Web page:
# Water pressure and density relationship with temperature

### How does pressure affect density of fluid?

In this paper, the pressure dependence of these variables for different temperatures is evaluated from density measurements of water for pressures up to 8 kbar. Water has a higher density in the liquid state than the solid, so ice cubes float. We know that, for gases, the volume is directly proportional to temperature by. Therefore, if you lower water's temperature, it's density will increase until For a particular gas under constant pressure and constant number of moles. is the case, we will examine the relationship between water's density and temperature.

### Pressure and the Gas Laws

For this reason, columns of mercury, "hanging" in an inverted vacuum tube, can be used as practical instruments to measure atmospheric pressure see FigureLutgens and Tarbuck, If water were used instead of mercury, the height of the column equivalent to normal pressure would be The Gas Laws The example of the gas-filled balloon can also be used to explore the basic gas laws see also Appendix D, p.

In the following, lets assume that the balloon is tight, so that the amount or mass of air in it stays the same: With density being the ratio of mass per volume, the gas density of the balloon thus varies only with its volume when mass is held constant. If we squeeze the balloon, we compress the air and two things will happen: Since density is mass over volume, and the mass stays constant, the rise in density means that the volume of the balloon decreases: For two states of pressure P1, P2 and two corresponding volumes V1, V2this is stated mathematically: This in turn increases the rate at which the gas molecules bombard the skin of the balloon.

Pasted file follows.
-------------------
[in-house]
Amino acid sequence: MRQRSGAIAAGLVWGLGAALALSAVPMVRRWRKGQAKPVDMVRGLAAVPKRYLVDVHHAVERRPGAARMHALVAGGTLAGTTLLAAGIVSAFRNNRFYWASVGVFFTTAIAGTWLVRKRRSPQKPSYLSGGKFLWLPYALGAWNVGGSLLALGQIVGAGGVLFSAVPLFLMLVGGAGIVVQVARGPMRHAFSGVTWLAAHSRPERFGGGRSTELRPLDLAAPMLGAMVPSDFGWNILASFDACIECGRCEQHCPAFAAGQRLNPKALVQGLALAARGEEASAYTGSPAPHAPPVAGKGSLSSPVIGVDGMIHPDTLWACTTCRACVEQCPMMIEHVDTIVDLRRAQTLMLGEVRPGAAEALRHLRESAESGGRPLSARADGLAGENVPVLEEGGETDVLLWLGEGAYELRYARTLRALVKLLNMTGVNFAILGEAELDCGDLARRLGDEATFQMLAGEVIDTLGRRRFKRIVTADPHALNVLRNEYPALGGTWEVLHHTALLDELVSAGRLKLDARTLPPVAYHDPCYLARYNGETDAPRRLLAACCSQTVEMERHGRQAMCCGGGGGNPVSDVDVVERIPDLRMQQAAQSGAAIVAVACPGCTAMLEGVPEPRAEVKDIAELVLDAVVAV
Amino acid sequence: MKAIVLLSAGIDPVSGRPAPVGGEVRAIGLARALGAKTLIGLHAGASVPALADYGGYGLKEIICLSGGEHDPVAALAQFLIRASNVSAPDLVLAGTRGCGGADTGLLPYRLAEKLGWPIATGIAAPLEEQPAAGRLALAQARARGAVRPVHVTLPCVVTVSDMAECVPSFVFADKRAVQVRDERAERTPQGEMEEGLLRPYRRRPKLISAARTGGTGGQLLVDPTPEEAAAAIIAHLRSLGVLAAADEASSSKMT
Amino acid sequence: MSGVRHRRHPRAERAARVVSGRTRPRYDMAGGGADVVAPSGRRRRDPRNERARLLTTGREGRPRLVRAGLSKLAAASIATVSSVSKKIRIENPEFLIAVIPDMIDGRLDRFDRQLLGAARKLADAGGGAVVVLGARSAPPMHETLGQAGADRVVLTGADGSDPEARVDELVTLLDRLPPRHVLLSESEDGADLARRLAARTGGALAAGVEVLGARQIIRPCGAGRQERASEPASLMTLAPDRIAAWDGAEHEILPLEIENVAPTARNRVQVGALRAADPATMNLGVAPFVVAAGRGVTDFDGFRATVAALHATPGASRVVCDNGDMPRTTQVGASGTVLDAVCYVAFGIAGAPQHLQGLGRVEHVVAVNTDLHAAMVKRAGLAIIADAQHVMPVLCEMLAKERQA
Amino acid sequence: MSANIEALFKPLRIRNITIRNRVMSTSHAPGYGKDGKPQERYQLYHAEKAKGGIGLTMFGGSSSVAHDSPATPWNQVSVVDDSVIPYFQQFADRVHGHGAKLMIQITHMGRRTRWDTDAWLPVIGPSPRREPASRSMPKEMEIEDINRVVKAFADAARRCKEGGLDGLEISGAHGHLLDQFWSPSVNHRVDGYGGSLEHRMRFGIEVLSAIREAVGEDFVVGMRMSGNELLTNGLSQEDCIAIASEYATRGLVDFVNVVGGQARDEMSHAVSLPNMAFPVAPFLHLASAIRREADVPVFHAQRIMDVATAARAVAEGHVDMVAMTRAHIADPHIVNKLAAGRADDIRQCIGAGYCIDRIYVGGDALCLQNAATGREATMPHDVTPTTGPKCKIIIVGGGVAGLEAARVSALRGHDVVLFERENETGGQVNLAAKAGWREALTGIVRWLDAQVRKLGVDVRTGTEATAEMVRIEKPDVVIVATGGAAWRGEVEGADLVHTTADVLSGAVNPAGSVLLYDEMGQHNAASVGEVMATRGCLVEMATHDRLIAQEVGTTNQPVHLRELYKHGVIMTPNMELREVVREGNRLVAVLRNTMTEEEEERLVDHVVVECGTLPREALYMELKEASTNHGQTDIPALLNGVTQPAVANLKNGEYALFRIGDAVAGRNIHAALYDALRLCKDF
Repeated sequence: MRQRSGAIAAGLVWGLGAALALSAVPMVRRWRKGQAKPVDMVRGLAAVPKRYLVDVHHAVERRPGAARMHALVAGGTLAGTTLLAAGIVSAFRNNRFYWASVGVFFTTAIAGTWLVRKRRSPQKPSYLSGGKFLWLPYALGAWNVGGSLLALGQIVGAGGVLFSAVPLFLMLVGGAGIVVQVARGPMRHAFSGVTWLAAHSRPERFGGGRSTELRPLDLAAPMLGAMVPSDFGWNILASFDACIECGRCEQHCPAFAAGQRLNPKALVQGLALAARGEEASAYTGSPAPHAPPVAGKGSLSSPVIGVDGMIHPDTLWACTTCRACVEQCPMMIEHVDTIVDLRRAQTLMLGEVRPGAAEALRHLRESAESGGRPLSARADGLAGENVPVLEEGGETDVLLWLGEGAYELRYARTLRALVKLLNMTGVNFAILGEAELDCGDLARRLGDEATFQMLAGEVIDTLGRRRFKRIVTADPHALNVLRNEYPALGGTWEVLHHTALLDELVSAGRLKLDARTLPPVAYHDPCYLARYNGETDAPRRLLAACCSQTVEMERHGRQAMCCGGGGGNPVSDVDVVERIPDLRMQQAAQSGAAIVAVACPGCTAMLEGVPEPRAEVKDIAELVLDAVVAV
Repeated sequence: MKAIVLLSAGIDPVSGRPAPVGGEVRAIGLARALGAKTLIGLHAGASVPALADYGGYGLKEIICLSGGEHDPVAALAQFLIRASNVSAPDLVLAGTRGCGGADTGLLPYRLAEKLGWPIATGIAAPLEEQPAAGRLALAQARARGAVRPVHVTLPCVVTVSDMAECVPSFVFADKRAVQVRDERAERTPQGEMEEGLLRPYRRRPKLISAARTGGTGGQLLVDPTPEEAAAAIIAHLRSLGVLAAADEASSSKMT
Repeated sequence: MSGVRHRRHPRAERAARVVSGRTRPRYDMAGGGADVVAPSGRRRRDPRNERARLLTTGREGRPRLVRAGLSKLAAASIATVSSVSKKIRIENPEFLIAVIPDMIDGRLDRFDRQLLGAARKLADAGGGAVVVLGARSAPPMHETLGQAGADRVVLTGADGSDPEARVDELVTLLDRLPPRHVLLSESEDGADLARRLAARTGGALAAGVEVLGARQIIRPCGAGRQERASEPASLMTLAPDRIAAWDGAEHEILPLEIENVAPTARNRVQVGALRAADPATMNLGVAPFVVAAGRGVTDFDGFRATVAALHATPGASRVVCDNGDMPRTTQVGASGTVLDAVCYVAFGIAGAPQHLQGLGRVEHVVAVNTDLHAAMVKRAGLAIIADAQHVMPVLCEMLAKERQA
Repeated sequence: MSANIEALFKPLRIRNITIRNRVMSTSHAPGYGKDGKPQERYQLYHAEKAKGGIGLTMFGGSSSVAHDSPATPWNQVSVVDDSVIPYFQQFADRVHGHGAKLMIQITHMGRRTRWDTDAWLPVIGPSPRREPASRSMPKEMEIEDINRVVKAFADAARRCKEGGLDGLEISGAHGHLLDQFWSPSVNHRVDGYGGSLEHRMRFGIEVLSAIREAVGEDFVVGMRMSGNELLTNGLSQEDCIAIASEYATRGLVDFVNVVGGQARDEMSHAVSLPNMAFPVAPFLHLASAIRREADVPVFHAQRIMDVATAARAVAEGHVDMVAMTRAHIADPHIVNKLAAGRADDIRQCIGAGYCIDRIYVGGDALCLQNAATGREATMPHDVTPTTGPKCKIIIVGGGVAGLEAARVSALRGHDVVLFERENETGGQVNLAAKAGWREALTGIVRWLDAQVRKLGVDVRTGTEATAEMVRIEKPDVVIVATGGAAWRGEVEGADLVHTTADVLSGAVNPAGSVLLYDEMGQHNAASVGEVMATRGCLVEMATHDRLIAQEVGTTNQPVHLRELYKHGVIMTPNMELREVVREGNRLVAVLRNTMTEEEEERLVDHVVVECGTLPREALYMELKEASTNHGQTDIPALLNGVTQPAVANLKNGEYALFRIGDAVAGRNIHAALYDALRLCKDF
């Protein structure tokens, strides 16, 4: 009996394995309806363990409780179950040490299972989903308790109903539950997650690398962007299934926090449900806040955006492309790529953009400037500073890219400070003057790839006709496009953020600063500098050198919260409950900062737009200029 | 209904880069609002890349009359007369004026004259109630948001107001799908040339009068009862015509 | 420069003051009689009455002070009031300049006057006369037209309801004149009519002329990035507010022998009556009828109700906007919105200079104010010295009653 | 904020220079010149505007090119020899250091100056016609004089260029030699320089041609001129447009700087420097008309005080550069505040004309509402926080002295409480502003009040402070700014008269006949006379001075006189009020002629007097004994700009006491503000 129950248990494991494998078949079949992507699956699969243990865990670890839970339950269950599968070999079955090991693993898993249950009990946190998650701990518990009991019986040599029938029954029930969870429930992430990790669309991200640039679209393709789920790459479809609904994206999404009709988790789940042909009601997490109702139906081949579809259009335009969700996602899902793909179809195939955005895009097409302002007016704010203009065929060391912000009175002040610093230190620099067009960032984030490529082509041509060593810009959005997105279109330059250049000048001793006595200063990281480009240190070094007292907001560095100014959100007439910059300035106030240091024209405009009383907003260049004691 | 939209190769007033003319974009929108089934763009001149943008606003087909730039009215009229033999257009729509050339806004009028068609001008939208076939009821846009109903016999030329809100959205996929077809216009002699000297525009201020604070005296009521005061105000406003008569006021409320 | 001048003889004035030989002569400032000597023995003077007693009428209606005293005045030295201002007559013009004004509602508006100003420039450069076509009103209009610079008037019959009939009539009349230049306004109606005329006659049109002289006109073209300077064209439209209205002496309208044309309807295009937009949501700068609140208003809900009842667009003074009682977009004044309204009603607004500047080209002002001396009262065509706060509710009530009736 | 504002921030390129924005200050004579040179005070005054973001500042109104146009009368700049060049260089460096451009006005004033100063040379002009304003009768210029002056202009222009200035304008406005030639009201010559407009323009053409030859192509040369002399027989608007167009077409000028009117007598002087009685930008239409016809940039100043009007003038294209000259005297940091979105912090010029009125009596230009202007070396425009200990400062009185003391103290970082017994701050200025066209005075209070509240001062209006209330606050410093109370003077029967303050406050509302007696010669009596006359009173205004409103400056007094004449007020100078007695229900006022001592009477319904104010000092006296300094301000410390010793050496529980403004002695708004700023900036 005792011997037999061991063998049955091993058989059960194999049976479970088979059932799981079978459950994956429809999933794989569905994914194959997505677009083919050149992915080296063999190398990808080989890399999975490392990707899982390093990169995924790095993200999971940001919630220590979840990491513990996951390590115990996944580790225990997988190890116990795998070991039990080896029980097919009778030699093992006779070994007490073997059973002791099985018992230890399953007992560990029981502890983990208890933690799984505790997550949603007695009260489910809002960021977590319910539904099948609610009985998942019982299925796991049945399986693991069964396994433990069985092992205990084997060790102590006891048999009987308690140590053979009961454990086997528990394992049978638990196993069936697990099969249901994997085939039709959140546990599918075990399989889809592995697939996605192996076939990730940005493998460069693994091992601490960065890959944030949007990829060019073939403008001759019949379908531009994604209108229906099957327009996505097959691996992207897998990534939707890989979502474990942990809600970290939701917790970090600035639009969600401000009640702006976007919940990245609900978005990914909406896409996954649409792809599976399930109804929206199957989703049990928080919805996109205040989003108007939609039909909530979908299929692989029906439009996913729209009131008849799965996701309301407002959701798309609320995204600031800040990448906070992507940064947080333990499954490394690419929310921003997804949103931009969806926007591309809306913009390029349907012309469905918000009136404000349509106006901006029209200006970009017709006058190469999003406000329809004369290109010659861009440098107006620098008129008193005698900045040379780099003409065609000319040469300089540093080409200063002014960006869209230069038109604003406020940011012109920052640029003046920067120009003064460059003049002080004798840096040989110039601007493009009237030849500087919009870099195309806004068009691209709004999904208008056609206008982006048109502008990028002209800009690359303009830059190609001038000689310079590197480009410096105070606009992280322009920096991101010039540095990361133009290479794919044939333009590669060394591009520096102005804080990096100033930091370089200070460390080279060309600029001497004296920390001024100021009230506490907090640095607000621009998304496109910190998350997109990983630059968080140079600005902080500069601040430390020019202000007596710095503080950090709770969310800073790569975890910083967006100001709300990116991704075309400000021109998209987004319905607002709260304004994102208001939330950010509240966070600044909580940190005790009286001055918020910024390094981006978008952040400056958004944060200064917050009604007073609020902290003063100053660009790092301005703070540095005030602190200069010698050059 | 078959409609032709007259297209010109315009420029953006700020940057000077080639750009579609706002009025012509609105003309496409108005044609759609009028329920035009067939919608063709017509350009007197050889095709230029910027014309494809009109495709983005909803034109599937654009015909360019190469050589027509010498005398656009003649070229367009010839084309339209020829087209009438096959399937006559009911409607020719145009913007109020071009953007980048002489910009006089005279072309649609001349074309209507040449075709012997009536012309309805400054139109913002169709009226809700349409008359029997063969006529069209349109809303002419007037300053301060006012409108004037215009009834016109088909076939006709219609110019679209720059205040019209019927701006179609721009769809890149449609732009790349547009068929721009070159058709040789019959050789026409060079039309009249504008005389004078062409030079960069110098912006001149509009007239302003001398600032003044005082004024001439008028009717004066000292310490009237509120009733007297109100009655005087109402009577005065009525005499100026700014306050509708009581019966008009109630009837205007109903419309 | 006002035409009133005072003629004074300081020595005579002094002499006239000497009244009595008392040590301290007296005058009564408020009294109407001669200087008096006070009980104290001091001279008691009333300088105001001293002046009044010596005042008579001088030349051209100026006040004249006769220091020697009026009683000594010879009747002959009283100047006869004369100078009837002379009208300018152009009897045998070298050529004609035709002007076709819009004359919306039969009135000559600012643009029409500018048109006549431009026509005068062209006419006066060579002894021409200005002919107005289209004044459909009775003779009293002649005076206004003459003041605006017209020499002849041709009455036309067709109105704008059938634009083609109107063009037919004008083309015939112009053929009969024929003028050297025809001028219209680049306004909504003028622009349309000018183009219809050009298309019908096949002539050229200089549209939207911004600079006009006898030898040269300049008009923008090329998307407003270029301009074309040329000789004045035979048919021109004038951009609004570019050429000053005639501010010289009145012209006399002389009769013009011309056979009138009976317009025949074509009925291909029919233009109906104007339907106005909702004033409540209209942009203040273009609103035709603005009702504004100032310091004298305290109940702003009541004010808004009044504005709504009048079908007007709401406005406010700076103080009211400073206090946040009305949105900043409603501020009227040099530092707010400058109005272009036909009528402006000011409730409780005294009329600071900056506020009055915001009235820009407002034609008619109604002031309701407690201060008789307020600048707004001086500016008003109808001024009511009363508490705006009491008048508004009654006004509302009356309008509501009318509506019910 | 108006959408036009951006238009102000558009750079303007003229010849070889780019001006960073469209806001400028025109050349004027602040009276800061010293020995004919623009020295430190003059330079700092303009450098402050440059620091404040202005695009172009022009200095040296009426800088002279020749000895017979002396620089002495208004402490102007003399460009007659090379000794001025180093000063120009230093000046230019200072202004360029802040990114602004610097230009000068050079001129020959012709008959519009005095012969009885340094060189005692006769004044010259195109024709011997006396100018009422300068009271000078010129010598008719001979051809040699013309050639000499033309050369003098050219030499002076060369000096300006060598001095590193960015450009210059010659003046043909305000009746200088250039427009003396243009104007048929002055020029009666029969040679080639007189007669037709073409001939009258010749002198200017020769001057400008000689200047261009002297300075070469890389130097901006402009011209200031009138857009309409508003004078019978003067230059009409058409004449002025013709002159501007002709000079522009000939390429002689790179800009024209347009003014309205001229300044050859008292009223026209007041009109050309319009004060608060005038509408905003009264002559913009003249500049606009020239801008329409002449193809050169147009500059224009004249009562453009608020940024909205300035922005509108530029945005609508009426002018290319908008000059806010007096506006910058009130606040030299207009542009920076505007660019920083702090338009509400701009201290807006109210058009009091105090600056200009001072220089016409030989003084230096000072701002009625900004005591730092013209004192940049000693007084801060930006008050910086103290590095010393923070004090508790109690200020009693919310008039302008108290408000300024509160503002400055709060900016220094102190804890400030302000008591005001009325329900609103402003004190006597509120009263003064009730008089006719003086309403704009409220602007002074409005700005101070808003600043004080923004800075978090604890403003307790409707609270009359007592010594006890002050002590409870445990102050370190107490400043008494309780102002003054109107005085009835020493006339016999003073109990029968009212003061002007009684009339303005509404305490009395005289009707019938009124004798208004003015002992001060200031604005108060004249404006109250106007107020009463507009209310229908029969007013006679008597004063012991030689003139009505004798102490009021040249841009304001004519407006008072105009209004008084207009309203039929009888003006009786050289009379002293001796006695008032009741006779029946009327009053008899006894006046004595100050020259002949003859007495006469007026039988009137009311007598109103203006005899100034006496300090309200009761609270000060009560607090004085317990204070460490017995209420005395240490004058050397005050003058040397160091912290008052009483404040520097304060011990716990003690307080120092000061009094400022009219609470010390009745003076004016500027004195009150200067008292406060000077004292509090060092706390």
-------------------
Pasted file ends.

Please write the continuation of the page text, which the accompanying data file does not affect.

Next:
Cooling the balloon down again will make the balloon shrink. How can we explain this? Remember that liquid water and solid water have the same network of bonds.

Liquid water at 25 deg is so rapidly breaking bonds between H2O units and reforming them that extra water molecules get trapped inside the water lattice. This is the reason why liquid water is more dense than solid water.

The bonds in water break more slowly as temperature decreases and the structure tend to trap fewer extra water molecules. At low temperature, more of the water has the same lattice as ice. Wikipedia, Water Density It is possible to have liquid water at temperatures well below 0 deg C.

Molecules in this supercooled water are free to move. Bonds are made and broken. The long range structure is not perfect but the short range structure of supercooled water is very much like ice.

Adding a crystal to supercooled water causes instantaneous ice formation. It is similar to water in that it is polar, with a permanent dipole moment, and forms hydrogen bonds with itself.

### thermodynamics - Water pressure vs temperature - Physics Stack Exchange

It doesn't have the same type of 3-dimensional lattice that water has though. We can see that the density decreases with temperature through this range. Unlike the situation with water, there is no maximum density point.